Animated Movies

The Most Fascinating Facts You Didn't Know About WALL-E

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Vote up the bits of WALL-E trivia that make you appreciate the movie even more.

For a movie with very few words, WALL-E certainly has a lot to say. With sly references, hidden biblical messages, and major environmental themes, the 2008 Pixar movie stood out from the animated Disney films that came before it. Unsurprisingly, the sci-fi comedy was critically praised and commercially successful, ending up regarded as one of the best Pixar movies.

There are plenty of interesting things about WALL-E that will make you look at the movie in a whole new light, whether it's one of those hard-to-spot Pixar Easter eggs or just a fun little bit of trivia. Let's take a look at some of the most fascinating things about the animated classic. 

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    WALL-E Was Voiced By The Guy Who Played R2-D2

    WALL-E Was Voiced By The Guy Who Played R2-D2
    Video: YouTube

    Sound designer Ben Burtt was given the massive task of creating the voice for the movie's main character - which consisted of lots of beeps and whistle sounds. It wasn't a new task for Burtt, who's known for voicing R2-D2 in the Star Wars films. He explained how he got involved in the project in an interview.

    "I had just finished my 29-year, 10-month tour of duty with 'Star Wars,' and I thought, 'Well, at least I don't have to do any more robots.' But when Pixar called, I could see this was something more like a Frank Capra romance with Buster Keaton thrown in. And you had the challenge of not only creating the sound for this fantasy world, but the even bigger task of creating principal characters built out of sound," he said. 

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    The Design For WALL-E Was Conceived At A Baseball Game

    Director Andrew Stanton came up with the design for the titular character while at a baseball game. He'd been using binoculars, and at one point realized that he all he needed to create a memorable character was in his hands.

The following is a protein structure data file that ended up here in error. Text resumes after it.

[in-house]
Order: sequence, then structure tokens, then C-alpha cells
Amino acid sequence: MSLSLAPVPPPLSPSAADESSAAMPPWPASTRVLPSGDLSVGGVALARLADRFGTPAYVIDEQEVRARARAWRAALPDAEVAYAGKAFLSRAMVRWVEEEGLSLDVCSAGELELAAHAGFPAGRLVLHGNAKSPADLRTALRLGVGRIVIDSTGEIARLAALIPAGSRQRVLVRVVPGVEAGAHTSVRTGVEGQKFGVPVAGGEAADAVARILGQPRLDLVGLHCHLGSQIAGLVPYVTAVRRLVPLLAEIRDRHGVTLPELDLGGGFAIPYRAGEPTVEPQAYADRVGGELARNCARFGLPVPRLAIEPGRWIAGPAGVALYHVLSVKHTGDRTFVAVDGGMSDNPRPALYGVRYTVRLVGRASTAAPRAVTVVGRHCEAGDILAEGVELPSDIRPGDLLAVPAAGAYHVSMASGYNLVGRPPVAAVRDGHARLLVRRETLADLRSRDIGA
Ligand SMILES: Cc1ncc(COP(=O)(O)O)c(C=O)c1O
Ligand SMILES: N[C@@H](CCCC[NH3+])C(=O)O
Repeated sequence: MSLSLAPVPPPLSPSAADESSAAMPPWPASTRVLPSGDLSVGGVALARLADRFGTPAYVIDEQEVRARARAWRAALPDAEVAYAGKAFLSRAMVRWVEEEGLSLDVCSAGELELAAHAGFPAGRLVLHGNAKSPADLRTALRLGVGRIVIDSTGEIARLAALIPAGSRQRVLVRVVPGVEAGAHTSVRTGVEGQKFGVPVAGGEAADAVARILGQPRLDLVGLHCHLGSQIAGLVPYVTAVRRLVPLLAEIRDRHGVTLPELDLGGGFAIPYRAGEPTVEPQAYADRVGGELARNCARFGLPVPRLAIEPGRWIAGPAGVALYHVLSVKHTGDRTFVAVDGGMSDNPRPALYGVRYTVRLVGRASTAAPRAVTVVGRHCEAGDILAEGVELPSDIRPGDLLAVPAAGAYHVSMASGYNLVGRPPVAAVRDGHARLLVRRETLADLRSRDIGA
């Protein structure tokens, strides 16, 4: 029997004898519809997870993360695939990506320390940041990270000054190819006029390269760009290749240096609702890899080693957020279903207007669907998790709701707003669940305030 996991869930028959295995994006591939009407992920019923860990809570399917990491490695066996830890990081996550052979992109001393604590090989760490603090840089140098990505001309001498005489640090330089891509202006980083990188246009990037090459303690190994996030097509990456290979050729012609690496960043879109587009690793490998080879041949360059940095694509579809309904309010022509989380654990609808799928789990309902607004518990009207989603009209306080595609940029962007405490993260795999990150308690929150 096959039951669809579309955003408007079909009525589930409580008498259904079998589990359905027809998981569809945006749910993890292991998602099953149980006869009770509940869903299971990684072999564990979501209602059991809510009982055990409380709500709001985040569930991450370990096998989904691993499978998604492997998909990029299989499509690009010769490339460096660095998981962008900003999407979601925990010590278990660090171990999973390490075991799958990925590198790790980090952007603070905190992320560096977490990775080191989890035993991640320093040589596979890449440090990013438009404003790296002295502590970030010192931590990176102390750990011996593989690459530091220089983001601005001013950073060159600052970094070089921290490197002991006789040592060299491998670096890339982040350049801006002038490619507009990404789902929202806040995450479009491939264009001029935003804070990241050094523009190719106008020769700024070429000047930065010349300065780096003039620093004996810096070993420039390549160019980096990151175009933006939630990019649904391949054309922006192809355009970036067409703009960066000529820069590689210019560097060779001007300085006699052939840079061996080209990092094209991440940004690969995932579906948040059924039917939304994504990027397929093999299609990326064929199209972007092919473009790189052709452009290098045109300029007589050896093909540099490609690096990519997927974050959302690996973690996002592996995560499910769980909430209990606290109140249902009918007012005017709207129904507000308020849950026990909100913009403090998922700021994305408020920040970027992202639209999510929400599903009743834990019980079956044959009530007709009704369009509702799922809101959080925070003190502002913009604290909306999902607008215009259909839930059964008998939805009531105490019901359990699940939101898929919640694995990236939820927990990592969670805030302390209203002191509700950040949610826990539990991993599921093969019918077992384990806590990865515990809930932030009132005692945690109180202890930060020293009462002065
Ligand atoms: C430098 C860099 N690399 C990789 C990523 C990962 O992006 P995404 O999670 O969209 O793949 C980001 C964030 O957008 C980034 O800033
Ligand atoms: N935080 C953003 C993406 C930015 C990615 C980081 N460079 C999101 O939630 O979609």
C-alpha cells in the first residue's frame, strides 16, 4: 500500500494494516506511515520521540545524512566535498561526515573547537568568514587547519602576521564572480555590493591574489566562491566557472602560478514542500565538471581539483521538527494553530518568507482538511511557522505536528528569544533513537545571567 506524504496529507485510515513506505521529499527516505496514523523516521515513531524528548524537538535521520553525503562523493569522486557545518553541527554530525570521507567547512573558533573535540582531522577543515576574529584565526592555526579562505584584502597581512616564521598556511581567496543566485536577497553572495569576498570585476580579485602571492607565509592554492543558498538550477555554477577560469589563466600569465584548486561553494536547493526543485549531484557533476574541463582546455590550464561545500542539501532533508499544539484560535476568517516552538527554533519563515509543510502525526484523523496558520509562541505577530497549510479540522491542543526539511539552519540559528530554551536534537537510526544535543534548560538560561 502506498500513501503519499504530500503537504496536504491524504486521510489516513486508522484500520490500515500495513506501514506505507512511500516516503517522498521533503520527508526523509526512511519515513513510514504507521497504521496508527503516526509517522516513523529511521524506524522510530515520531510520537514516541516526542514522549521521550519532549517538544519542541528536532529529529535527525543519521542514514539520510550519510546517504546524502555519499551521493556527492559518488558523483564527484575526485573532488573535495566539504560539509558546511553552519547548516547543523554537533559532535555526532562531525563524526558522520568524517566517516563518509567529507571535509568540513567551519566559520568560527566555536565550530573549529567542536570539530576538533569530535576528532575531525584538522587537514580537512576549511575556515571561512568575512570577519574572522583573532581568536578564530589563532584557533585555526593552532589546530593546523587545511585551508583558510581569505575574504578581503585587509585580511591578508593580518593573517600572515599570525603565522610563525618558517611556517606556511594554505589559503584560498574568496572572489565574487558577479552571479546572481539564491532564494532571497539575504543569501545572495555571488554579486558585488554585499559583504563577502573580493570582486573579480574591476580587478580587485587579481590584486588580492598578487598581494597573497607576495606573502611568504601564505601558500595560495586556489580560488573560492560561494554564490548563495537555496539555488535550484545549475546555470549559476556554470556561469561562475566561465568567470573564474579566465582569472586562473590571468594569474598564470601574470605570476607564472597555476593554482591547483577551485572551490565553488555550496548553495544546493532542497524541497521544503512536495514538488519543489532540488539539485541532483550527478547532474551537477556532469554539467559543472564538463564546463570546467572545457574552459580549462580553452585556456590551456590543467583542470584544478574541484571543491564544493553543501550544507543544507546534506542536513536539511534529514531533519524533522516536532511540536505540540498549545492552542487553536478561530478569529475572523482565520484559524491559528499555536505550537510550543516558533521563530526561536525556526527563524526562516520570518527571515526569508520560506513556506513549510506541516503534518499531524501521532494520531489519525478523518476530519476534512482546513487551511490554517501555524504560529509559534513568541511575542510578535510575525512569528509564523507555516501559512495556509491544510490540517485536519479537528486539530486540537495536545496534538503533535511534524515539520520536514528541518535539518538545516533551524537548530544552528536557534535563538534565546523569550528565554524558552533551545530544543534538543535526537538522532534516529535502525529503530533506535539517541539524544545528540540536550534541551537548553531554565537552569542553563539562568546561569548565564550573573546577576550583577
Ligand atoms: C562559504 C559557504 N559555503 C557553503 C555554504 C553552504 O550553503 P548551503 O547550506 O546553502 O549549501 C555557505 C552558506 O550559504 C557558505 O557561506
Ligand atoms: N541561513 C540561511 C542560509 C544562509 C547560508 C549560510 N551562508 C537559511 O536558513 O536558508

"You don't need a mouth, you don't need a nose, you get a whole personality just from [the binoculars]," Stanton said of the design development that led to the creation of the WALL-E character. 

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    The Movie's Creators Denied Its Environmental Message

    The Movie's Creators Denied Its Environmental Message
    Video: YouTube

    WALL-E isn't just a robot love story, it's a layered tale with a poignant message about the environment and the power of Mother Nature. The creators of the movie wouldn't have you thinking that, however. The famously apolitical Pixar denied the political message of the film upon its release.

    "I knew that I was going into territory that was basically the same stuff, but I don't have a political bent or ecological message to push. I don't mind that it supports that kind of view — it's certainly a good-citizen kind of way to be — but everything I wanted to do was based on the film's love story, the last robot on Earth, the sentence that we first came up with in 1994," Stanton said.

    "I said, 'I have to get everybody off the planet, and do it in a way that audiences get it without any dialogue.' So trash did that. You look at it, you just get it. It's a dump, you've gotta move it — even a little kid understands that."

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    The Toy Story 'Pizza Planet' Truck Makes A Cameo

    The Toy Story 'Pizza Planet' Truck Makes A Cameo
    Video: YouTube

    The Easter eggs in Pixar movies are some of the most fascinating and fun aspects of their legacies, and WALL-E is no exception. One particularly amusing Easter egg in the movie happened just a little ways in, when EVE is seen scanning a broken down trunk at a junk yard.

    That truck in question just so happens to be the Pizza Planet truck from the iconic Toy Story - a callback to arguably the most cherished Pixar film of all time and the movie that started the company's rise to animation domination.